The dust-storm is arriving … me, I’m working on figuring out how and why families choose the games and networks they do … as it’s only by getting that, could I then try to imagine how we might prepare teachers for the next generation – the ones who will grow up feeding on high-speed media via cheap boxes that know their name.

Now I”m going to play Fez – which is metaphor. The world is 3D, it has four sides, a top and a bottom – what I’m seeing in edu-tech is an unwillingness to accept change is not about changing one surface for another (web1.0 to web2.0, computer screen to laptop screen, laptop to tablet screen). It’s about waking up and realising there’s stuff going on around the back that your current feed does not want you to know about.

At times it feels ironic that what is presented as ‘the edge of new learning technologies’, quick to vilify ‘old methods’ – is already a chapter in history – relevant in the 1990s, but in denial of what comes next – for no greater reason than they don’t have a place in it, and about to find themselves living in the ‘digital dust bowl’.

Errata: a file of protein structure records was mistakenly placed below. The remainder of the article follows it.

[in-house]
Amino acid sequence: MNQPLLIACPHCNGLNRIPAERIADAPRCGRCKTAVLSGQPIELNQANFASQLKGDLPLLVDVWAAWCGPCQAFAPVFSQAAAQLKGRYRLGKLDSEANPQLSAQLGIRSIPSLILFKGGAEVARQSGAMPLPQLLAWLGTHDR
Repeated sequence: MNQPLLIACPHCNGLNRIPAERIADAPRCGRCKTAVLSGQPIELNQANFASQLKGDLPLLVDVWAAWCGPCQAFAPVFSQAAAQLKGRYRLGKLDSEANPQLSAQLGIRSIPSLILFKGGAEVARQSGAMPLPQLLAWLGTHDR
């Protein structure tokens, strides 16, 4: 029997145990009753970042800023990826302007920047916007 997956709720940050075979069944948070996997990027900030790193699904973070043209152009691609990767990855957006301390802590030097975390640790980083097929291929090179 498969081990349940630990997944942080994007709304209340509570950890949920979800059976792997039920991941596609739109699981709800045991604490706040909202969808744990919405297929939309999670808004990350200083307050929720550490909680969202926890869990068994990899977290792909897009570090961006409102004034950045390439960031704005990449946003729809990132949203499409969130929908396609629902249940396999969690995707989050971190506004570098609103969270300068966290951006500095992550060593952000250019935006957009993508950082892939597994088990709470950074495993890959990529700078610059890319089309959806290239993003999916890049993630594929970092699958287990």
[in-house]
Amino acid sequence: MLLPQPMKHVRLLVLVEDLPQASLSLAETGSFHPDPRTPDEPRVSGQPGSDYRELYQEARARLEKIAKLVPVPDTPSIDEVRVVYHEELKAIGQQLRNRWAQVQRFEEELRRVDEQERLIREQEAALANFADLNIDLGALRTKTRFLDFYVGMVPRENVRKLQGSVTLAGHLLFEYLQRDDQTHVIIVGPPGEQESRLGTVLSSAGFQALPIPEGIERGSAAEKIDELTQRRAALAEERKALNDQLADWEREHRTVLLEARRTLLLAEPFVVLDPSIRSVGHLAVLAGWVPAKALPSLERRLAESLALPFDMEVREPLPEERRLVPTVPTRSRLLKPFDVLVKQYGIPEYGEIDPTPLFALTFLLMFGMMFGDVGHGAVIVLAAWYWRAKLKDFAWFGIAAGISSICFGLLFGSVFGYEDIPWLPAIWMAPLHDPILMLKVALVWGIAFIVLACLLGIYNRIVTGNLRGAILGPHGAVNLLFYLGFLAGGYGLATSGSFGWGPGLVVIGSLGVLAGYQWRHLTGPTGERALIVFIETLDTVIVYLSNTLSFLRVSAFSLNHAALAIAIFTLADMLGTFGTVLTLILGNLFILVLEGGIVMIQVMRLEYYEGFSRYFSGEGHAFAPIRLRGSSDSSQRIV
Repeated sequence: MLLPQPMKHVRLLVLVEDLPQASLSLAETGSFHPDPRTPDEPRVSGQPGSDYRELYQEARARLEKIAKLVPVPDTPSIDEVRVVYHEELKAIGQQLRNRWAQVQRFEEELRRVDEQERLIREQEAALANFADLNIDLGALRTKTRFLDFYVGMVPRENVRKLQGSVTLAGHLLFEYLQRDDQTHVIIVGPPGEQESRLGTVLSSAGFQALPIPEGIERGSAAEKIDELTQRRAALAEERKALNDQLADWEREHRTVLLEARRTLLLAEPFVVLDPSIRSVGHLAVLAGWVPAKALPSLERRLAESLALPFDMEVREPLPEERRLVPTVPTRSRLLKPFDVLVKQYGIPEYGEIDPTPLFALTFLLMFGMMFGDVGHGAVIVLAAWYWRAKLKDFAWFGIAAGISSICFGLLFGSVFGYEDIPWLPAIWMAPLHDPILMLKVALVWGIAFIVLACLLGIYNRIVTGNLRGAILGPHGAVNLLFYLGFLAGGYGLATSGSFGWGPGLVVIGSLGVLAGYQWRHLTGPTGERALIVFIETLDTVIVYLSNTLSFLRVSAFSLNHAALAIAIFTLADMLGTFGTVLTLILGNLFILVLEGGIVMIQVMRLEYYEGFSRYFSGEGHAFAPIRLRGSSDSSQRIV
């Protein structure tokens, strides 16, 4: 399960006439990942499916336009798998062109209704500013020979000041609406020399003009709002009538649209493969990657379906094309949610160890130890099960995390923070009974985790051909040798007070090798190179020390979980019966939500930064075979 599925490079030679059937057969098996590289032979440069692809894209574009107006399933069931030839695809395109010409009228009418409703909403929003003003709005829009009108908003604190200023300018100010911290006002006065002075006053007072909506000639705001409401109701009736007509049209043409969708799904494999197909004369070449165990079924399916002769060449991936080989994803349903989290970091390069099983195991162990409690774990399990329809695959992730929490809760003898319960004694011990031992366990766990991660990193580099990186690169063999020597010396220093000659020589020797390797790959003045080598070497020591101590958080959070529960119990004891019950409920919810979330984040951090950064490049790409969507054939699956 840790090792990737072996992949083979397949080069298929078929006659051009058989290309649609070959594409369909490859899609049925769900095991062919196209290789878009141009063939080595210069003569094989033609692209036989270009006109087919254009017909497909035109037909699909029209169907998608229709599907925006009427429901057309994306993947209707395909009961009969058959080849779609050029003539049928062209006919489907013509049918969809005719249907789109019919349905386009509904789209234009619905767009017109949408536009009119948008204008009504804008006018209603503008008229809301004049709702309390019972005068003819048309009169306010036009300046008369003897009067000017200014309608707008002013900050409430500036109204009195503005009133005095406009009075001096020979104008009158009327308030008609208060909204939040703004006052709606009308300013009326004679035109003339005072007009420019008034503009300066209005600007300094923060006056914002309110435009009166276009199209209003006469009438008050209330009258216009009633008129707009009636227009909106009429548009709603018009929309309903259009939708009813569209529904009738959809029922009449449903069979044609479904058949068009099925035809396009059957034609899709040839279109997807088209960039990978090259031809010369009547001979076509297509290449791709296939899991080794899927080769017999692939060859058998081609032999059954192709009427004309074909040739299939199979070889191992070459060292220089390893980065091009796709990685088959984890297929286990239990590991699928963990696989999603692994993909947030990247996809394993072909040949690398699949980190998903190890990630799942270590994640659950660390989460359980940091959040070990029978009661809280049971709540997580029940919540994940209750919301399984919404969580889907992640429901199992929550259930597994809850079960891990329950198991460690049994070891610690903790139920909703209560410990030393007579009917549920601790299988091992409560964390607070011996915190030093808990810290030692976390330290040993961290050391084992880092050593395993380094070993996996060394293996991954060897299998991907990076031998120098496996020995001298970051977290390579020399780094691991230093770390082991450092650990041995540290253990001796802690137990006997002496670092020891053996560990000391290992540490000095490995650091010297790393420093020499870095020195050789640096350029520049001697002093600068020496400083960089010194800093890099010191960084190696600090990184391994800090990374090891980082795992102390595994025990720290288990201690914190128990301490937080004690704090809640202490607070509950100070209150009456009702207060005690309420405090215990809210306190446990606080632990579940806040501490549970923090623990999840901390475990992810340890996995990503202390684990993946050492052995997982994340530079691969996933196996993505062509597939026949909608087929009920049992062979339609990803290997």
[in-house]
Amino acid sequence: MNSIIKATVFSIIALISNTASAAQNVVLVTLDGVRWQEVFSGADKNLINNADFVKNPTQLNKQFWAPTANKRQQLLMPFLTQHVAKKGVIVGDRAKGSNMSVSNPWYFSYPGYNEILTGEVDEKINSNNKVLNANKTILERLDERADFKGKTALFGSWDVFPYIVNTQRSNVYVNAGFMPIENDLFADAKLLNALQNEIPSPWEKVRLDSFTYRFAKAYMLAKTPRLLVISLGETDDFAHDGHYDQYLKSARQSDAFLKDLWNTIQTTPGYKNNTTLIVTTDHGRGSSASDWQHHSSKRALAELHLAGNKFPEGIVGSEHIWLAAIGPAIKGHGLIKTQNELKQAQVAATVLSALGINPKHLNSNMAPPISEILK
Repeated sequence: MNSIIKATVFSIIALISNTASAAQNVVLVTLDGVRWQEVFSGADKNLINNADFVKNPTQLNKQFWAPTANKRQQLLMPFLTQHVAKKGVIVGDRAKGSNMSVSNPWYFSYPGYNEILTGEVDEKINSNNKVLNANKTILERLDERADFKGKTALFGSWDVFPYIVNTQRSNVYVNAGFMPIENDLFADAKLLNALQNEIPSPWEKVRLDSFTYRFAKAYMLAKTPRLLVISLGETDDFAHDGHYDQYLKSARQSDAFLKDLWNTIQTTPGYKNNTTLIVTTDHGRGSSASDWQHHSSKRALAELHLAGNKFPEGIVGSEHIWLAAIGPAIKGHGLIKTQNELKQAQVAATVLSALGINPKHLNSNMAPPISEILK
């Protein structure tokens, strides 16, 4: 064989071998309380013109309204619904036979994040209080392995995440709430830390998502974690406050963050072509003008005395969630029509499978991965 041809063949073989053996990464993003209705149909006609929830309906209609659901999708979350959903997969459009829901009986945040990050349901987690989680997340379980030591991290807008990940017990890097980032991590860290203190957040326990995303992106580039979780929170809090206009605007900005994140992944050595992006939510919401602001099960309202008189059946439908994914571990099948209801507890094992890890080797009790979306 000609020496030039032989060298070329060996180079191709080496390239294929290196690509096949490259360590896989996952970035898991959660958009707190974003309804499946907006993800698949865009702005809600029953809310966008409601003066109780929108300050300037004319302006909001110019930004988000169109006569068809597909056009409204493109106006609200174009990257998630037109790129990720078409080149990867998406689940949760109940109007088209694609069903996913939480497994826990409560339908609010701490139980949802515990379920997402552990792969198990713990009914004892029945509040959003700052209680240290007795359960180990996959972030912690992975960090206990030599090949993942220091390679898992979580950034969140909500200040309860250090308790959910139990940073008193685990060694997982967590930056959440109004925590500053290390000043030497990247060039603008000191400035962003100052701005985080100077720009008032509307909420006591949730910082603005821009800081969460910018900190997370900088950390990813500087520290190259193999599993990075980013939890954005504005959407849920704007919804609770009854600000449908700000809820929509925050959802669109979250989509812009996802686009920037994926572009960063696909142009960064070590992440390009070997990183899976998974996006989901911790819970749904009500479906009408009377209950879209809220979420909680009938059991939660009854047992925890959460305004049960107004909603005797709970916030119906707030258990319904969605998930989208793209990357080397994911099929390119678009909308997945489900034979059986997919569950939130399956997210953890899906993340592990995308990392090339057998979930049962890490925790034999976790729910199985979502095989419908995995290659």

It’s very exciting stuff. It’s like finding the Web all over again, or that whole – what am I doing here – thing that came with Second Life or Minecraft. I’m betting that the way MOOCS and online learning for adults will explode is exactly the same way they exploded for games. I’m also betting right now all the money for MOOCs and massive online learning delivery systems is going into dust-ware.

Me, I’m working on a game with Mr11 about a Monkey with a monocle – because his homework said to make a pencil box using a set-square. I’m by-passing the Google Sketch phase and going straight for the understanding of the design process.